It’s currently trendy for health plans to try to get their insureds to undergo a “wellness” screening in which the insurer collects personal health and lifestyle data from the insured. These are often pitched as a benefit to the insured with the health plan saying, basically, “let us give you this great free screening!” Sometimes the insurer even offers gift cards or other goodies to insureds who participate.
But as is typical for anything the company is incentivizing insureds to do, “wellness” screenings are often in the insurer’s interest – not the individual’s.
Health insurers have begun routinely collecting insured’s personal health and lifestyle data to justify premium increases based on the minutia of an individual’s daily life. Just like tech companies can use the minutia of your personal data for marketing purposes, health insurers can use insured’s lifestyle and biometric data to raise premiums.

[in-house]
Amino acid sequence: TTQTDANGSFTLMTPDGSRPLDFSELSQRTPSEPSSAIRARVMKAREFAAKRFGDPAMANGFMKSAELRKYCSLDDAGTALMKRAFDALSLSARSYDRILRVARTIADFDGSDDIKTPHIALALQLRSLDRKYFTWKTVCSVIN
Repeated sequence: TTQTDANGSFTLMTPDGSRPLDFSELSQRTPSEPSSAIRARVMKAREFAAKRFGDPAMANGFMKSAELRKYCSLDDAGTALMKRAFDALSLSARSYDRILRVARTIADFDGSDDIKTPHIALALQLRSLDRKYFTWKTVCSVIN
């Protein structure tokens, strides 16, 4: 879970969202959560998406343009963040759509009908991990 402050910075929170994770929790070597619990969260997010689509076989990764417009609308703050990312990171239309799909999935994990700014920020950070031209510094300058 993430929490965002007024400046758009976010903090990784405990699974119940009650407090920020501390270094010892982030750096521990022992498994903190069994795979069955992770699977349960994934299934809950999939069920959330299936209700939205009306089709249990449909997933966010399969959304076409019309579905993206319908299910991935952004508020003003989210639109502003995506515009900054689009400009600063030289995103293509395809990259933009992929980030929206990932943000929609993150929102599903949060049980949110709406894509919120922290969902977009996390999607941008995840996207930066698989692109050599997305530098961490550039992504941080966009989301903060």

A recent NPR report details how “the health insurance industry has joined forces with data brokers to vacuum up personal details.” Besides mundane details like race or education, insurers also reportedly track what TV you watch, your social media habits, and your online shopping, among other things. One company boasts it collected health data on 150 million Americans going back to 1993. Another filed a patent application to gather health-related information from social media.
Insurers use this data to price health care plans. For instance, insurers reportedly consider women purchasing plus-size clothing to be at risk of depression; minority insureds to be more likely to live in dangerous neighborhoods; and recently-married insureds to be more likely to need childbirth care.
Insurers’ use of this data raises broader questions about the use of the data we readily share in the digital age, but it also emphasizes that the health insurer’s “wellness” exam might not be the altruistic offer it’s pitched as.